Physiotherapy Website Design - Using Colour
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This is the Griffen Mill Design Guide to designing websites for physiotherapists. This section focusses on the use of colour. Other parts of the guide focus on choosing images, and making appropriate content and copywriting decisions. Click to return to the main guide
Colour for Physiotherapists
As with any website and client, individual client preferences are paramount, however in our experience certain colour choices and palettes are more popular with physiotherapists. These tend to be colours associated with calm and warmth along with a sense of energy and well-being, such as reds and blues or softer and warmer skin tones. Rarely would we create a physiotherapy website with sharp vibrant colours such as pink and yellow, which may not create the right feel to its visitors. Physiotherapy websites are better suited to a slightly more "medical" feel. Although, there is always a balance to be met when designing for physiotherapists, as the website aims to be professional and grounded, yet it is also vital to create a warm and inviting appeal, sensitive to the nature of the client's work.
Another factor that will of course influence colour is the image choice, and physiotherapy websites are likely to include images of positive and active people, specific target areas that are typically treated by the practitioner, or ones of treatments taking place. It is key therefore to ensure your palette complements this.
Colour Palettes for Physiotherapy
There are a number of tools online which are suitable for experimenting with and choosing colour palettes. Here are a few that we have used often for physiotherapy websites. Different therapists will have a leaning to different styles of palette, depending on whether they wish to present a more individual and vibrant look or something more low key and businesslike.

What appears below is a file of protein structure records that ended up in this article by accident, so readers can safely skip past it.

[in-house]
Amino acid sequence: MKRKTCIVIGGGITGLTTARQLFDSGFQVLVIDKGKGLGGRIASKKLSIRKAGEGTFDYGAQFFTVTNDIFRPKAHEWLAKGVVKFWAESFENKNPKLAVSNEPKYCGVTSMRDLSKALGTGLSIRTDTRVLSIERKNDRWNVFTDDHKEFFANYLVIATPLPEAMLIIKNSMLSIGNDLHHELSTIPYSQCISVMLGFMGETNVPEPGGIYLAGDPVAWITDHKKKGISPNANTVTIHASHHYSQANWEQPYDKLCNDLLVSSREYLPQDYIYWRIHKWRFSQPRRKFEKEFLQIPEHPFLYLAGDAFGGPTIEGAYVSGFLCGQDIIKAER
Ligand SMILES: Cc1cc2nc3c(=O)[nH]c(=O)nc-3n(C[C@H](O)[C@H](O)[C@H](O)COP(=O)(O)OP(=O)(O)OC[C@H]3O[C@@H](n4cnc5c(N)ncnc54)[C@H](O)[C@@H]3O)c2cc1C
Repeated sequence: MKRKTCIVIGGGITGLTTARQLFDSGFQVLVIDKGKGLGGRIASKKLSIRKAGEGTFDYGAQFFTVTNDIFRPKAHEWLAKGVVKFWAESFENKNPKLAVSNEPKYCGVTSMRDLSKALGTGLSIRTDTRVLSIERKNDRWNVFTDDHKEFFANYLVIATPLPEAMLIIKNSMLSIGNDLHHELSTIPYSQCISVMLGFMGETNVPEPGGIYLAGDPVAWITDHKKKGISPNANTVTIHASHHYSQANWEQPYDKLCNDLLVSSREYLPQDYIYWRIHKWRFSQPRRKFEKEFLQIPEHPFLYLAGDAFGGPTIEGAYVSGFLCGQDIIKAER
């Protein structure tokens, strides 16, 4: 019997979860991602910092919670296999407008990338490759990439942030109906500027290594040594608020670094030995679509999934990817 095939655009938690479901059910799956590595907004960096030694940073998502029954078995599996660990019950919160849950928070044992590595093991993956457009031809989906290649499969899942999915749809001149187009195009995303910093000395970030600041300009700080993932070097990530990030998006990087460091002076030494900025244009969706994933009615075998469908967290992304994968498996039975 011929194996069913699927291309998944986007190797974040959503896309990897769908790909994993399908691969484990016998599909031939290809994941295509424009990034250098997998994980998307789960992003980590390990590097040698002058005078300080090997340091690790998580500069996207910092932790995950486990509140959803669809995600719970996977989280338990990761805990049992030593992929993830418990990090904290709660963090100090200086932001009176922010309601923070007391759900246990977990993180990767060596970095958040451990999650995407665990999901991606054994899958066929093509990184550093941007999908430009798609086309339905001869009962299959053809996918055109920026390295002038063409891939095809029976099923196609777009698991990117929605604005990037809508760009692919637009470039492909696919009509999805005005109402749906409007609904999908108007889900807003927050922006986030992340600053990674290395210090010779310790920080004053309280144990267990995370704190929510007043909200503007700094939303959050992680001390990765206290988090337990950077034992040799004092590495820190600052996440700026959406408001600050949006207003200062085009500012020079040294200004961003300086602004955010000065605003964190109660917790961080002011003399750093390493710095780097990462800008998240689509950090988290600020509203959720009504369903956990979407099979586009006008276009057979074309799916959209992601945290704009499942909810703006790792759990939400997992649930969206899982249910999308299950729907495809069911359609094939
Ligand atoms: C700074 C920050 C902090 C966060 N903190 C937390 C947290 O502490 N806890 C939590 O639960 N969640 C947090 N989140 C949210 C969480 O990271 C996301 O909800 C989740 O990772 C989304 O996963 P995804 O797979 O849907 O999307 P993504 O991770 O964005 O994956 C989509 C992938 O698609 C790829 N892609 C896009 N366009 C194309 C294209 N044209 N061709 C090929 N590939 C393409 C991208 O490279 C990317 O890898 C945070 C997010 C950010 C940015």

Option 1: Bold and Complementary
We find that a bolder colour palette is often used within physiotherapy website design. The colour red particularly stands out to the visitors of the site, it aims to grab their attention. When used with softer complementary tones, this can balance the design and lead to an overall calmer effect. It is important to keep in mind the business logo and literature so that the scheme can provide the right framework to the website and ensure that the practitioners business details are clear and informative.
Option 2: Calm and Strong
This palette has an overall calmer appeal. The professional blue shades are strong and confident against the softer yellow that complements. Starting from these basic colour choices, the palette shown gives the option of choosing more muted shades of blue and beiges or richer more vibrant choices. The complementary yellows can be used for links or subheadings, although bright yellows are best used in moderation (e.g. links) rather than for headings which could be shades of the main text colours.
Option 3: Bold with Warm Skin Tones
It is important to keep in mind the nature of the clients work. So with this colour palette a warmer skin tone is brought into play. This is a palette based on an triad colour palette, which utilises the adjacent angles of the contrast colours within the colour wheel. This ensures a softer contrast that is easy on the eye. Using a cooler tone of 40 degrees hue as the reference colour, this may be very well suited to a physiotherapist, as it allows for skin tones to fit alongside deeper, cooler tones. If the client wishes a warmer palette, then a hue of around 40-50 degrees would include even warmer oranges and yellows.
Example Physiotherapy Websites
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